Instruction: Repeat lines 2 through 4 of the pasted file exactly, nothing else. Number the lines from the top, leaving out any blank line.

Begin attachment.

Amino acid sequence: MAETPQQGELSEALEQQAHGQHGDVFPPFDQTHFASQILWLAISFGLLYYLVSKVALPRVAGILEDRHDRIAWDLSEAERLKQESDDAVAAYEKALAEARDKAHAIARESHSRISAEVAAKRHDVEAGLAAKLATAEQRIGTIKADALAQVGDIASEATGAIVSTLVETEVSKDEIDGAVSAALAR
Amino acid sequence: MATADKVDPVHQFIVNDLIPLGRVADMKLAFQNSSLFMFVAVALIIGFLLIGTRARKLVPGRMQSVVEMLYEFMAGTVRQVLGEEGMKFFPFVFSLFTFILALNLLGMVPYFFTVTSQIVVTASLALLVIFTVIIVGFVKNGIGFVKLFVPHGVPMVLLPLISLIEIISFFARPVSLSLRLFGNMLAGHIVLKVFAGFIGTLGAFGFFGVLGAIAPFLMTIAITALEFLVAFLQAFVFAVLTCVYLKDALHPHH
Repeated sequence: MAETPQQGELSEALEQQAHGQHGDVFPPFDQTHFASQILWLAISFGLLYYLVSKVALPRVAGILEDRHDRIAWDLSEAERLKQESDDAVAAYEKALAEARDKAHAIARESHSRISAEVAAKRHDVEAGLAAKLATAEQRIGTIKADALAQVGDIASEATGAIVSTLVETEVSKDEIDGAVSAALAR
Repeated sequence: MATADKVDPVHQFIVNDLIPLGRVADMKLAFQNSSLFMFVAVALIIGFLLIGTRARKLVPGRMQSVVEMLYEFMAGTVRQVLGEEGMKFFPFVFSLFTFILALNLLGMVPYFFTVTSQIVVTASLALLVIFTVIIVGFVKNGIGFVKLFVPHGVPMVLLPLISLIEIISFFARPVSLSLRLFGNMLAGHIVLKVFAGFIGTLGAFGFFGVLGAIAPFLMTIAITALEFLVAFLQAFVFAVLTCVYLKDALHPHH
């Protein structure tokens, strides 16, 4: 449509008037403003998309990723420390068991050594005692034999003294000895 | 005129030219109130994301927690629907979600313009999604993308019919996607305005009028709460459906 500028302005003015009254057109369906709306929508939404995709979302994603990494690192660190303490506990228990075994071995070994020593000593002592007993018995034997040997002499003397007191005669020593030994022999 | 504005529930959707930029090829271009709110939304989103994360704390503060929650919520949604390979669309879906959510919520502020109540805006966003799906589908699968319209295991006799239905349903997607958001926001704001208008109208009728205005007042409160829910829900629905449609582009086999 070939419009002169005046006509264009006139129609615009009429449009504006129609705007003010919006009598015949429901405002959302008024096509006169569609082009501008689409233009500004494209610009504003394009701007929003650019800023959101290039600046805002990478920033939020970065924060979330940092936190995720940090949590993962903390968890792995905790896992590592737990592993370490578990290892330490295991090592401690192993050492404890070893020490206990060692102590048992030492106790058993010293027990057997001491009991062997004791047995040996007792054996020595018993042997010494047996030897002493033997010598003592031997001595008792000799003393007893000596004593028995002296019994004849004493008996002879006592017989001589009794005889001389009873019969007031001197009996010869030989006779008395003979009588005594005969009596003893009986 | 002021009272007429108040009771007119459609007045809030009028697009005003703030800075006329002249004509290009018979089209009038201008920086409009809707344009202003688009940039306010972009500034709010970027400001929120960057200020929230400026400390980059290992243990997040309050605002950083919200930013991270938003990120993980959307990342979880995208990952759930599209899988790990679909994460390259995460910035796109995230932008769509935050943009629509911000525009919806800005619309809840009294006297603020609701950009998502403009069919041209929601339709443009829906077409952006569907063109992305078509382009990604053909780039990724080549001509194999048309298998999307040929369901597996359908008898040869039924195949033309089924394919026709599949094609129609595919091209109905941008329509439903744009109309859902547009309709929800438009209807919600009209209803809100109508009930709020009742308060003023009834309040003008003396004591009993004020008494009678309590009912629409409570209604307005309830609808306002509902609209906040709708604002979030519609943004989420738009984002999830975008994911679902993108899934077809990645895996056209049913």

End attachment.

Amino acid sequence: MATADKVDPVHQFIVNDLIPLGRVADMKLAFQNSSLFMFVAVALIIGFLLIGTRARKLVPGRMQSVVEMLYEFMAGTVRQVLGEEGMKFFPFVFSLFTFILALNLLGMVPYFFTVTSQIVVTASLALLVIFTVIIVGFVKNGIGFVKLFVPHGVPMVLLPLISLIEIISFFARPVSLSLRLFGNMLAGHIVLKVFAGFIGTLGAFGFFGVLGAIAPFLMTIAITALEFLVAFLQAFVFAVLTCVYLKDALHPHH
Repeated sequence: MAETPQQGELSEALEQQAHGQHGDVFPPFDQTHFASQILWLAISFGLLYYLVSKVALPRVAGILEDRHDRIAWDLSEAERLKQESDDAVAAYEKALAEARDKAHAIARESHSRISAEVAAKRHDVEAGLAAKLATAEQRIGTIKADALAQVGDIASEATGAIVSTLVETEVSKDEIDGAVSAALAR
Repeated sequence: MATADKVDPVHQFIVNDLIPLGRVADMKLAFQNSSLFMFVAVALIIGFLLIGTRARKLVPGRMQSVVEMLYEFMAGTVRQVLGEEGMKFFPFVFSLFTFILALNLLGMVPYFFTVTSQIVVTASLALLVIFTVIIVGFVKNGIGFVKLFVPHGVPMVLLPLISLIEIISFFARPVSLSLRLFGNMLAGHIVLKVFAGFIGTLGAFGFFGVLGAIAPFLMTIAITALEFLVAFLQAFVFAVLTCVYLKDALHPHH